Like

  6. Avenue Books in Albert Park, Richmond and Elsternwick are home delivering locally. I received Hilary Mantel’s latest within 2 hours. Great service and helps keep their part time staff who are usually students in work.

    Like

    • Thanks, Mary, I’ll add this too. I’ve been to the Elsternwick store, it’s where I buy my Hanukkah cards!

      Like

  7. […] If you don’t want to wait for the giveaway, you can buy a copy for yourself or a friend, neighbour or a relative from Fishpond, Parlour Games for Modern Families direct from Scribe Publishing, or any of the bookstores still delivering. […]

    Like

  8. When I see a must-have book I phone Crow Books, Victoria Park WA and they get it in for me to pick up. I don’t know about deliveries in these times of isolation, but they are almost our only indie (the same guy owns New Edition in Fremantle). You haven’t mentioned the (declining numbers of) second hand shops which depend almost entirely on browsing – Bill’s and Elizabeths in Fremantle for instance – which depend almost entirely on browsing, some online I suppose. Or the cafe bookshops, there’s one in TAG Hungerford’s old house in South Perth. I only know south of the river!

    Like

    • Yes, you’re right, I haven’t covered 2nd hand shops, because I haven’t heard from them. There are OpShops all around me which sell books, but I’m assuming they’ll close because they’re all staffed by older people, and there’s one bricks-and-mortar bookshop nearby but I haven’t had word from them. I can only do what I can do!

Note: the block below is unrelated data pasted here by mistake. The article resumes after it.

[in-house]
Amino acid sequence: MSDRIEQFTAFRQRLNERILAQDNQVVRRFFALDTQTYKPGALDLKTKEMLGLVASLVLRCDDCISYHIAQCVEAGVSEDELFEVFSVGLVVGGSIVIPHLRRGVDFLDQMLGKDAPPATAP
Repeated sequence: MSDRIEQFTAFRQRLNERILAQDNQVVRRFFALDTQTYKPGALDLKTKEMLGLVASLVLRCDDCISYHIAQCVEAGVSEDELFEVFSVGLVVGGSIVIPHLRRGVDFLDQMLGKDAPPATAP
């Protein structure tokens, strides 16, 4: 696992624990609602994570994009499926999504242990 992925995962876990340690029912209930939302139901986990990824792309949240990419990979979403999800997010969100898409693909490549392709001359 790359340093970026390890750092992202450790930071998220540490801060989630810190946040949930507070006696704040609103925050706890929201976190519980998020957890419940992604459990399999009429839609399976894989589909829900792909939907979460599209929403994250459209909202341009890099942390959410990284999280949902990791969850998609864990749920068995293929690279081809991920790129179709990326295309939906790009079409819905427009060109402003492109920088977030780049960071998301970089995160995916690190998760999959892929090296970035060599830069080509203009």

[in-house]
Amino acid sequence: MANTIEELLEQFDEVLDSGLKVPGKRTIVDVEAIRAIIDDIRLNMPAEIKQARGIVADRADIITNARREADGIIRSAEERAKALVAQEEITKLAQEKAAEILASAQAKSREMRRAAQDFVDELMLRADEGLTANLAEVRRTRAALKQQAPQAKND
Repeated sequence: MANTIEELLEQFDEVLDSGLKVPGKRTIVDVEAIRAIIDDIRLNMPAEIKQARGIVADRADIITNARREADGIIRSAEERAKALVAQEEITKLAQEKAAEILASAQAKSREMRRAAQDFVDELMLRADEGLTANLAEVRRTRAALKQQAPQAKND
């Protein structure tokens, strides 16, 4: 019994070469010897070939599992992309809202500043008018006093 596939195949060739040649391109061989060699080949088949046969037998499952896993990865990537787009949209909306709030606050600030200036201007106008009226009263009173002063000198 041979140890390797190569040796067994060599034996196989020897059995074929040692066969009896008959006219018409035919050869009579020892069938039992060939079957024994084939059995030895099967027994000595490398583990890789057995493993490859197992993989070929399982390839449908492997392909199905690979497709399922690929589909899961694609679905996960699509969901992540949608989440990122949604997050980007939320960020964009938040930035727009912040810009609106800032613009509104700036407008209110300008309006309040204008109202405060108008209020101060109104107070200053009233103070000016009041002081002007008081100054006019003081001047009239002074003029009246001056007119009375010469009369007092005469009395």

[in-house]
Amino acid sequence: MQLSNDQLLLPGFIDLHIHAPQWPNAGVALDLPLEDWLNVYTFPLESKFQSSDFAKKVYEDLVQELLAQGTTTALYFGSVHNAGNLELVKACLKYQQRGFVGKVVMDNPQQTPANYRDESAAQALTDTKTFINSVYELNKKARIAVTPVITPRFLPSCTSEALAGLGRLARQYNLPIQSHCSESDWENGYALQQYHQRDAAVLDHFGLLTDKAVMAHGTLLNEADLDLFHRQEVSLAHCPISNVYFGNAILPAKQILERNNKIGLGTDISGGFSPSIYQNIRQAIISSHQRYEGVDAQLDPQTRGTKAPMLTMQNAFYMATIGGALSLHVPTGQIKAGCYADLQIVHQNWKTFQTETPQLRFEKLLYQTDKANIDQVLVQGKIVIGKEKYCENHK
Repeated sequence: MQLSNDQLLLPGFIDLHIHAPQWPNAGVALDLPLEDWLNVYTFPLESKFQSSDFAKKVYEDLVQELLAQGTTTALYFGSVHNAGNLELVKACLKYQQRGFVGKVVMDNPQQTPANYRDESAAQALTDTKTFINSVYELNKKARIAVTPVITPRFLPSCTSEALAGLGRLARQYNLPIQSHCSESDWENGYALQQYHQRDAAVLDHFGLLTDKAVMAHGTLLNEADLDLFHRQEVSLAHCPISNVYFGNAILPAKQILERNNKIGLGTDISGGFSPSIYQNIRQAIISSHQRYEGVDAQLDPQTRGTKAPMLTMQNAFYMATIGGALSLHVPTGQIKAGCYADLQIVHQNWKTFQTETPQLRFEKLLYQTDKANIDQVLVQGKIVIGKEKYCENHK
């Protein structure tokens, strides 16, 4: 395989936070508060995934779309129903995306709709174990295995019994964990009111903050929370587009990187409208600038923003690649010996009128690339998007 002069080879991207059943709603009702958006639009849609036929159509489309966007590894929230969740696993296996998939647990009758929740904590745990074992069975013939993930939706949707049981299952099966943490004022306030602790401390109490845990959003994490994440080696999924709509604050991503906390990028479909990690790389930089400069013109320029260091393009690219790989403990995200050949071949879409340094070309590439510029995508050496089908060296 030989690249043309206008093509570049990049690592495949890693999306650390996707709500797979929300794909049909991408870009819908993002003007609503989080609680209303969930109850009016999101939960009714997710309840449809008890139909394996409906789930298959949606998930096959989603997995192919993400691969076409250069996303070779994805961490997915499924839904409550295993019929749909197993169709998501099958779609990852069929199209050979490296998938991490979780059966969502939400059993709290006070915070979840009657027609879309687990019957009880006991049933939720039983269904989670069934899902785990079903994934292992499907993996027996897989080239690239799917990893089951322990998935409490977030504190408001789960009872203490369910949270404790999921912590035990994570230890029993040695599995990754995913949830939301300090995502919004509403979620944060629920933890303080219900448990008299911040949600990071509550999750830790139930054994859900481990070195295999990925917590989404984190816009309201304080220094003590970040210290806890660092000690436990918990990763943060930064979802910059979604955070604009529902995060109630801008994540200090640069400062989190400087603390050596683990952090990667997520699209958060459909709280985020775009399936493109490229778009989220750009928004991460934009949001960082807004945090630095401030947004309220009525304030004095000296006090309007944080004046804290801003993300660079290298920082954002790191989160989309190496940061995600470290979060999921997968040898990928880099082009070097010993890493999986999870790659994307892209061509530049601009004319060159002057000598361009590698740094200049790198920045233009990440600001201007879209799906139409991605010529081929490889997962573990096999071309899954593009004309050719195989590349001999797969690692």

Like

  9. […] Available from Fishpond with free delivery in Australia: Dragon’s Gate, direct from Hybrid Publishers, and good bookshops everywhere.  Remember, most bookshops are still in business and are offering various forms of home delivery.  See my post for Melbourne booksellers who need your support here. […]

    Like

  10. […] Available from Fishpond with free delivery in Australia: Dragon’s Gate, direct from Hybrid Publishers where you can buy it as an eBook, and good bookshops everywhere.  Remember, most bookshops are still in business and are offering various forms of home delivery.  See my post for Melbourne booksellers who need your support here. […]

    Like

  11. […] If you want to buy a copy for yourself or a friend, neighbour or a relative, it’s available from Fishpond, Parlour Games for Modern Families direct from Scribe Publishing, or any of the bookstores still delivering. […]

    Like

  12. […] If you don’t want to wait for the giveaway, you can buy a copy for yourself or a friend, neighbour or a relative from Fishpond, Parlour Games for Modern Families direct from Scribe Publishing, or any of the bookstores still delivering. […]

    Like

  13. […] Available direct from Spinifex Press, who have a special offer on print editions: 20% off and free delivery for Australian orders till the end of May.  Or support your bricks-and-mortar bookshop during the pandemic. […]

    Like

  14. […] Another book set in Sydney about Australia’s underclass, is the beautiful new novel Symphony for the Man by Sarah Brill.  It’s about a young woman who sees a homeless man and wants to do something for him.  Although she has nothing much in the way of musical background, she wants to write him a symphony.  As I said in my review, do not let this book get under your radar just because the bookshops are closed.  You can order it from any number of bookshops that are trading online… […]

    Like

  15. […] Available direct from Transit Lounge  from Fishpond: Navigable Ink and other good bookstores. Remember to support your local bookstore! […]

    Like

  16. […] Available direct from Giramondo Publishing, from Fishpond Napoleon’s Beekeeper and remember to support your local bricks-and-mortar bookshop if it is still trading! […]

    Like

  17. […] Available direct from Wakefield Press (who are still trading) and Fishpond: A New Name for the Colour Blue. Please support Australian booksellers and your bricks-and-mortar bookshop if you can. […]

    Like

  18. […] #BuyAustralian: Available from Fishpond The Dictionary of Lost Words by Pip Williams or direct from Affirm Press or your local bricks-and-mortar Aussie bookshop if they are still trading online. […]

    Like